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Pablo Ceriani Cernadas critically examines, from a human rights perspective, the process
of constructing and utilising certain concepts in the field of international migration. He first
highlights the contradiction between various terms and the reality they are supposed to
explain or define. Secondly, he shows how these concepts play a dual role: how they conceal
other aspects of this reality and also how they legitimise the policies and decisions that
are presented as the necessary reaction to events portrayed in a partial, if not distorted,
manner. Behind these concepts and the policies they seek to legitimise lie multiple, serious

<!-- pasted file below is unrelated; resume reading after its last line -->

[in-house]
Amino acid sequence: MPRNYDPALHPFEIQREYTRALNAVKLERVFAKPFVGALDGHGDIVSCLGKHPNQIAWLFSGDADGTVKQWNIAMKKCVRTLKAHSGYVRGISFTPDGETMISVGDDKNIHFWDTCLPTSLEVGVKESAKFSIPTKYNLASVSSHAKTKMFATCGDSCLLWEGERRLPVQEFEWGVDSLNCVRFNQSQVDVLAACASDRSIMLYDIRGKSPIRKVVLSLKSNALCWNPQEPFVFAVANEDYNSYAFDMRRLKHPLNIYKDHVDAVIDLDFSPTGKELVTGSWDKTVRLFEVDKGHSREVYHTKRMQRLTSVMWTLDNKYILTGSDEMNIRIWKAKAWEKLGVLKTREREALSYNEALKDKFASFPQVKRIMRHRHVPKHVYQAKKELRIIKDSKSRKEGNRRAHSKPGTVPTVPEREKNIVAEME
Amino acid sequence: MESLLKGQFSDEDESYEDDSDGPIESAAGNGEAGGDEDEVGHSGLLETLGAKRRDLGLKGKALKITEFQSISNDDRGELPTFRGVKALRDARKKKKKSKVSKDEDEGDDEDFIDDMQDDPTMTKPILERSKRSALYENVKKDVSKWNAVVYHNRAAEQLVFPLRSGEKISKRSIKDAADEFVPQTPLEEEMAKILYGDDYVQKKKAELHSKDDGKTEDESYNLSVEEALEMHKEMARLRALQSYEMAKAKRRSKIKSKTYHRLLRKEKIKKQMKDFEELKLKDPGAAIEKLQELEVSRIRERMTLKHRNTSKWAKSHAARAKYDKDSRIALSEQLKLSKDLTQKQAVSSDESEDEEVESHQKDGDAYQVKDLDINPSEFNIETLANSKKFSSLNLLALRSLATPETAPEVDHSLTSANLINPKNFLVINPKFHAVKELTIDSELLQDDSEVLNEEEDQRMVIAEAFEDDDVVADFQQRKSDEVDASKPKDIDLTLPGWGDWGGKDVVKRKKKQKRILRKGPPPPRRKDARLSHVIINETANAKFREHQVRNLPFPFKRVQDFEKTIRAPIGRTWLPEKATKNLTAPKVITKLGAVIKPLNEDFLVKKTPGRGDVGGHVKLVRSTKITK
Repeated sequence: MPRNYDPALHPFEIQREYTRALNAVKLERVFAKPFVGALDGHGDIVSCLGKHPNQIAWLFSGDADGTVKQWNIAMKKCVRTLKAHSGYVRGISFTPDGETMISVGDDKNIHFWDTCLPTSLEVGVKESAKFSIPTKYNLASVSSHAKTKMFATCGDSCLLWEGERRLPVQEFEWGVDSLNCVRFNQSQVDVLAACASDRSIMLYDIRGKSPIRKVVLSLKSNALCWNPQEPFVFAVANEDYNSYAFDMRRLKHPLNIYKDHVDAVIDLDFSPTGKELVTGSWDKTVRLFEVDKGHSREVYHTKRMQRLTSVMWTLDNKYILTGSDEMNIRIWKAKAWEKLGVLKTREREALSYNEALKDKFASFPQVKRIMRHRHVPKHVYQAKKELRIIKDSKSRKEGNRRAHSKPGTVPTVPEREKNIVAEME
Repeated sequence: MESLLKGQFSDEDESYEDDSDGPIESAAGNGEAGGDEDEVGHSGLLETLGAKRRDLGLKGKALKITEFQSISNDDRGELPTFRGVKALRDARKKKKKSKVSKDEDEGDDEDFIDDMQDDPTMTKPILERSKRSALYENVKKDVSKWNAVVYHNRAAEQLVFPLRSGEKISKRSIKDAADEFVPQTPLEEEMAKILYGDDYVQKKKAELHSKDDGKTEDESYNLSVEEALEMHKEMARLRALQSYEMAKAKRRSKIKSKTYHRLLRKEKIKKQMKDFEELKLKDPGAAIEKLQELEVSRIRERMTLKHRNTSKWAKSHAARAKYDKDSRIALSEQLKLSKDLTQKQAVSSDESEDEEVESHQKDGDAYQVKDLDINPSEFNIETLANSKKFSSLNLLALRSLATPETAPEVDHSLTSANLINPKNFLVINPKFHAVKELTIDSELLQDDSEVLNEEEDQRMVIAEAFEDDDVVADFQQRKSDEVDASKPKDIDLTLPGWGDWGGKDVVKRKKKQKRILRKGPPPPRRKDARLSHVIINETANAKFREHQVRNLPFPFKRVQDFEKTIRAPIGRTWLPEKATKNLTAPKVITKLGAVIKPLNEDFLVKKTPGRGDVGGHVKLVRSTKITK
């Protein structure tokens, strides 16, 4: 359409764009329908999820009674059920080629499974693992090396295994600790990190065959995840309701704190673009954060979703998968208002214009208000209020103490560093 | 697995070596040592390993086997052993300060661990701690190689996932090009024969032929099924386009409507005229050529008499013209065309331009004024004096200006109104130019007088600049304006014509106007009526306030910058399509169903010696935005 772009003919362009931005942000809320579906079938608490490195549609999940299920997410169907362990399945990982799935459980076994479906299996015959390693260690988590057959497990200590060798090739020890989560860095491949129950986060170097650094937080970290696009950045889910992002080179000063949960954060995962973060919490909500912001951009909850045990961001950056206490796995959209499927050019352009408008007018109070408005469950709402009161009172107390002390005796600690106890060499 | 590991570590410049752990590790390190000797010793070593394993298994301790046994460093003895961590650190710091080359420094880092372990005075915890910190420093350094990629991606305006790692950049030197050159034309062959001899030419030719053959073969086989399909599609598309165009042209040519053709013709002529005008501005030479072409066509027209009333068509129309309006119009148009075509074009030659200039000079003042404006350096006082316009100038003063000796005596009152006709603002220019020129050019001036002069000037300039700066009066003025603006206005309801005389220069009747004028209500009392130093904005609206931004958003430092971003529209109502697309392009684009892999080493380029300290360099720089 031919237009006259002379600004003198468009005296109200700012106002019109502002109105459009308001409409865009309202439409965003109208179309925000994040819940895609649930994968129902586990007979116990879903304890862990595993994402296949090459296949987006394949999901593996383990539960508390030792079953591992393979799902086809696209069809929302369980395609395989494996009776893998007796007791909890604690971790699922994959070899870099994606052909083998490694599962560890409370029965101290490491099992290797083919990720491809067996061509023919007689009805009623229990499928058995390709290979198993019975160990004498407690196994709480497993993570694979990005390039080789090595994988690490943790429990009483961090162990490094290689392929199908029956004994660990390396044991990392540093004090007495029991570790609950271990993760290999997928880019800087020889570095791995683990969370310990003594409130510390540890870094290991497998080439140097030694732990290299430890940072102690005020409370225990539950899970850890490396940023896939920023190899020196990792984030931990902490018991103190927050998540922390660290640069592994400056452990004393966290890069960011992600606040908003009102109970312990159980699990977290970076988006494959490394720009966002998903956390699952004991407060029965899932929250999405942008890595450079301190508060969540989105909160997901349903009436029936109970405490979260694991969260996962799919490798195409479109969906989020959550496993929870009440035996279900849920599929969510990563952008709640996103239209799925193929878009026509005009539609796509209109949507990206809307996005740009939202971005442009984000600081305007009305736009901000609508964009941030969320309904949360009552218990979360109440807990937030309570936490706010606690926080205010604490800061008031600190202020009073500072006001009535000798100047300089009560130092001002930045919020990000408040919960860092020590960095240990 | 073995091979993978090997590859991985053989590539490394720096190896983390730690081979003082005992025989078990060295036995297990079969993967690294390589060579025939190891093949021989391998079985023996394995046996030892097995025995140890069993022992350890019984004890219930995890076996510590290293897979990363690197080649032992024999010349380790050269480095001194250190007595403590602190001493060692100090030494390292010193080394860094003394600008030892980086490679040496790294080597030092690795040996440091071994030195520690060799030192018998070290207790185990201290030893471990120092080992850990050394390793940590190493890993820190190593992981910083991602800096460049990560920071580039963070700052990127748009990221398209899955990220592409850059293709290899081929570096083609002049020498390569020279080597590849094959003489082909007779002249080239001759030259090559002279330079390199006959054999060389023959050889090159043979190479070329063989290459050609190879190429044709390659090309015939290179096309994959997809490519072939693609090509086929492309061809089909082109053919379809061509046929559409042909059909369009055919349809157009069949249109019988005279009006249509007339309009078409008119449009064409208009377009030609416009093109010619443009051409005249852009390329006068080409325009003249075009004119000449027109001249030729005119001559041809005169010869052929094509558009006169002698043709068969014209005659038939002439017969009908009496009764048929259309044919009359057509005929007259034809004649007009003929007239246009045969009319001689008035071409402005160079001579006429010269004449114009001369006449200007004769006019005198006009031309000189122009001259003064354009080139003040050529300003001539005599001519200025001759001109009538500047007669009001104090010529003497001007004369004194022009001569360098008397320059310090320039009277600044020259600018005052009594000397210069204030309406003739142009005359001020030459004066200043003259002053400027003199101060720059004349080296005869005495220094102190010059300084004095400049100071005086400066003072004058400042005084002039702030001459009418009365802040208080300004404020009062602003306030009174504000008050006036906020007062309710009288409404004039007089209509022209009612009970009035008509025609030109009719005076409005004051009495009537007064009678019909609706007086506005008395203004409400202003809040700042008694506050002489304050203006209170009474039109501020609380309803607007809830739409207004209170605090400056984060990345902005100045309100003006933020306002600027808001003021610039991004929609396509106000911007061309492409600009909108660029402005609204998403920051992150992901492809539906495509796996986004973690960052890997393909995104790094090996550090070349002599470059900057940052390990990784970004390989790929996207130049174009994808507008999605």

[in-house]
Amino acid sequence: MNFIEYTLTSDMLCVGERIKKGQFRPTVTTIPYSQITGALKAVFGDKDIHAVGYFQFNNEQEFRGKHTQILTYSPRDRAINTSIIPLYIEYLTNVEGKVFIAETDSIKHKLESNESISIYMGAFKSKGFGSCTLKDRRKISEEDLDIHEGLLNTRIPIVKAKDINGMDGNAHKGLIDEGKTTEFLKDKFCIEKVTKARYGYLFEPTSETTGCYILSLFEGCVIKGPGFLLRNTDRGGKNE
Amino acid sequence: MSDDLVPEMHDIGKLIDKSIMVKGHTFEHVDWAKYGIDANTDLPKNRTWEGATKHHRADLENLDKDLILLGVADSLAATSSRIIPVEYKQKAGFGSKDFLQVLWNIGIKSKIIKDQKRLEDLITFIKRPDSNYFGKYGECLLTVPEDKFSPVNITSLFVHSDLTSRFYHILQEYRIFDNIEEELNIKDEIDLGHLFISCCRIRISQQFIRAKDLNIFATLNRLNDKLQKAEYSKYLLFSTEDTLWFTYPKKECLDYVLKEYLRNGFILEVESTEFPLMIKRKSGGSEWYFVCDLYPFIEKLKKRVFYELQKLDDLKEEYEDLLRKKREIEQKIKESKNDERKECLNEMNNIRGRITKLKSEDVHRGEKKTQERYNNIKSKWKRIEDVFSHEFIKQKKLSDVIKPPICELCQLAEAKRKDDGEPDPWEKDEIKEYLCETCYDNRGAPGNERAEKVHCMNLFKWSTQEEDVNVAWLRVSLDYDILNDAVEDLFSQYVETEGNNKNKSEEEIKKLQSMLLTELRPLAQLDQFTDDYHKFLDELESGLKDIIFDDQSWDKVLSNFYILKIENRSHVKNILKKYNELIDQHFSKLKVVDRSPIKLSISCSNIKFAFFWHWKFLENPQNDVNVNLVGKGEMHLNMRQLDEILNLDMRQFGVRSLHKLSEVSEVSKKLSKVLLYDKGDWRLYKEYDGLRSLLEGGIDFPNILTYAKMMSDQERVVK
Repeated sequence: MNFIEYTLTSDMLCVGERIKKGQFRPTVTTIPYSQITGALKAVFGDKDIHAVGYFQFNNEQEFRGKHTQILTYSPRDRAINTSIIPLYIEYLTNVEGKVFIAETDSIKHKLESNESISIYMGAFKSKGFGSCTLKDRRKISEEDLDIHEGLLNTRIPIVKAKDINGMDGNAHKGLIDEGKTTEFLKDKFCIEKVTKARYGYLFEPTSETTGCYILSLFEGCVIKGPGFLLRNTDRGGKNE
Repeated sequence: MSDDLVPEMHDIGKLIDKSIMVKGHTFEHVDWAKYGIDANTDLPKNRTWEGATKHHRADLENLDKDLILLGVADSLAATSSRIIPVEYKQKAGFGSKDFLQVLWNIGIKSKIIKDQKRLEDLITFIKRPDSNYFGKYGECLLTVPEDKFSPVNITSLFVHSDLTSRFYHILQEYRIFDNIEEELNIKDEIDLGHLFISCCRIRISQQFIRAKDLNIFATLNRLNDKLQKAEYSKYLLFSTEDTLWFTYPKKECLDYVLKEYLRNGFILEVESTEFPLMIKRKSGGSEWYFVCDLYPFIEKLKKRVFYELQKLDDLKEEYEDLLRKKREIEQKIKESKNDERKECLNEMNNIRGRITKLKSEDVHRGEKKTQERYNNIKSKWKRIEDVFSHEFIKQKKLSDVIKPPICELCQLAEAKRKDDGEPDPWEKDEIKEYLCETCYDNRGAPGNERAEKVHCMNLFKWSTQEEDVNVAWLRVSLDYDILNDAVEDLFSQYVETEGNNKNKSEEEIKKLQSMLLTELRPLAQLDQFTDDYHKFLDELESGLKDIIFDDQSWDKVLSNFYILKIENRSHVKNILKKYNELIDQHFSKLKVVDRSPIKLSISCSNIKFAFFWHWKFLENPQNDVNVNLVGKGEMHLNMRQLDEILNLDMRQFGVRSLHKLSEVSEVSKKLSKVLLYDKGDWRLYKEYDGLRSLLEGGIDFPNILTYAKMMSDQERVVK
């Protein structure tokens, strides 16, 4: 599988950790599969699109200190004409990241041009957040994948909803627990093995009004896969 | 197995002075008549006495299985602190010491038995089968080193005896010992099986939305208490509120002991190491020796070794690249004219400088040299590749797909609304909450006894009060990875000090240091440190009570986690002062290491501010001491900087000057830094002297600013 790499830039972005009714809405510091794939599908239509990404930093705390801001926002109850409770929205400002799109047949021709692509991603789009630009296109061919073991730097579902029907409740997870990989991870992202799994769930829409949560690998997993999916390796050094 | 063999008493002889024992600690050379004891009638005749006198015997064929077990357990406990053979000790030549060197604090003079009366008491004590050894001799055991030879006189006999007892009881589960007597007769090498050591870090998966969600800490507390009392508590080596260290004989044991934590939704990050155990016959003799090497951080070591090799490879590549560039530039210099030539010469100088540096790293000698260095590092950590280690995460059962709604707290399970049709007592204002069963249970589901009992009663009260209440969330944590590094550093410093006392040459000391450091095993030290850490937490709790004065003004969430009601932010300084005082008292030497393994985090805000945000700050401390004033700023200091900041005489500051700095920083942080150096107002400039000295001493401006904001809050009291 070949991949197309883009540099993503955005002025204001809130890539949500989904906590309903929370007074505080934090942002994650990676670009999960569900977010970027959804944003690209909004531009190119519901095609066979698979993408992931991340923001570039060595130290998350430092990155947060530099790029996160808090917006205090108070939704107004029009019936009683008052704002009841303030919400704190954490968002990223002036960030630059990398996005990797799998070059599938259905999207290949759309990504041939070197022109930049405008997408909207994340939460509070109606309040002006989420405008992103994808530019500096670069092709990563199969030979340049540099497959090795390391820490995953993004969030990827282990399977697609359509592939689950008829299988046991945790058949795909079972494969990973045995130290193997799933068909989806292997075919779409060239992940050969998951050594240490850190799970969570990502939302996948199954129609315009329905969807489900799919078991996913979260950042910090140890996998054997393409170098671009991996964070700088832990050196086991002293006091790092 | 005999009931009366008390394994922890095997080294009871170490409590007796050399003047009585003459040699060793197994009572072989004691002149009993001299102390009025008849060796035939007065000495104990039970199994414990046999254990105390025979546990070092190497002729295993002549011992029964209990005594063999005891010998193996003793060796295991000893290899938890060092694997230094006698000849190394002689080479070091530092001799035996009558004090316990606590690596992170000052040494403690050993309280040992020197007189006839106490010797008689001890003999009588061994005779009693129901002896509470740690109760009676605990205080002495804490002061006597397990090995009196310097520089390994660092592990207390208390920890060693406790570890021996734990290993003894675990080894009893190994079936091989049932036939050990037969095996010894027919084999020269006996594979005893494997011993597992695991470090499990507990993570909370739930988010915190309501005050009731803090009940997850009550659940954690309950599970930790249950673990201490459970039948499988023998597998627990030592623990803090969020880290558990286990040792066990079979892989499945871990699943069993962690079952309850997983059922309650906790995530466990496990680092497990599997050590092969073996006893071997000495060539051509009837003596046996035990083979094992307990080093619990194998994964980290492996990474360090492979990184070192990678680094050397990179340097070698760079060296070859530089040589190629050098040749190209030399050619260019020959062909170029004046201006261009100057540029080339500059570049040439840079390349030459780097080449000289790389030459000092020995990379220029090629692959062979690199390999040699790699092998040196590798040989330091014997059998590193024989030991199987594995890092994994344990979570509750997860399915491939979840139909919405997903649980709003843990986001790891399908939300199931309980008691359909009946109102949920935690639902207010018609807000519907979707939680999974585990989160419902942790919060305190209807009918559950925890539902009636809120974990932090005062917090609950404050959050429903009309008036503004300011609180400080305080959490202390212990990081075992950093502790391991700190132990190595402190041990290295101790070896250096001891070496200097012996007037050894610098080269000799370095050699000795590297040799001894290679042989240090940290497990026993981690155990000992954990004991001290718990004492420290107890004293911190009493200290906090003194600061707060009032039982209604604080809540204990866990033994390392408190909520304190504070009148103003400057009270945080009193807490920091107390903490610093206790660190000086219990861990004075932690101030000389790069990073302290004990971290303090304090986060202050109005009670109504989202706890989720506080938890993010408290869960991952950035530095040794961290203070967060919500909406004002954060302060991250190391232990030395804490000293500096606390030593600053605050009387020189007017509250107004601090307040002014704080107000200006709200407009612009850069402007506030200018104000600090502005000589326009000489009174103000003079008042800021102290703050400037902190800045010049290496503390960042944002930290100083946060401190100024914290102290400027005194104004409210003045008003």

violations of the human rights of migrants, asylum seekers and refugees.
This analysis of discursive practices and migration policies gives special attention to a concept
used widely by the international press and various social and political actors: the “economic
migrant”. In recent years this concept has become especially prominent, given, in particular,
the highly publicised migrations of tens of thousands of children and adolescents from Central
America to the United States of America (U.S.) in mid-2014 and, a year ago, of the displaced
populations of Syria and other countries of the Middle East and Africa towards Europe.
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